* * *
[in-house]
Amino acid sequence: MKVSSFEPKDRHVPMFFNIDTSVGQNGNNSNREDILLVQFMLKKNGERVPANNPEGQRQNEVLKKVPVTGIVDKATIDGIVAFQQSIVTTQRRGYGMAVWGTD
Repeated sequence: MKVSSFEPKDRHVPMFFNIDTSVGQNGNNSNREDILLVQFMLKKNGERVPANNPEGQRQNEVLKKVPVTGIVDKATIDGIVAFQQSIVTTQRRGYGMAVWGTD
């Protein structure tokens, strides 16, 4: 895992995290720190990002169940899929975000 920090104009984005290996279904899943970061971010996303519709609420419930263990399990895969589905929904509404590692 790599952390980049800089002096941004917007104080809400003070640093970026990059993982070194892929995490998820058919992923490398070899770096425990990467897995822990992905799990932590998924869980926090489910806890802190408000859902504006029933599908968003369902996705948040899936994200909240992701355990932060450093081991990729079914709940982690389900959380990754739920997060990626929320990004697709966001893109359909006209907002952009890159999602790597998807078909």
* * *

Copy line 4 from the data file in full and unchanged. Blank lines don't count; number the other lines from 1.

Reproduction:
């Protein structure tokens, strides 16, 4: 895992995290720190990002169940899929975000 920090104009984005290996279904899943970061971010996303519709609420419930263990399990895969589905929904509404590692 790599952390980049800089002096941004917007104080809400003070640093970026990059993982070194892929995490998820058919992923490398070899770096425990990467897995822990992905799990932590998924869980926090489910806890802190408000859902504006029933599908968003369902996705948040899936994200909240992701355990932060450093081991990729079914709940982690389900959380990754739920997060990626929320990004697709966001893109359909006209907002952009890159999602790597998807078909």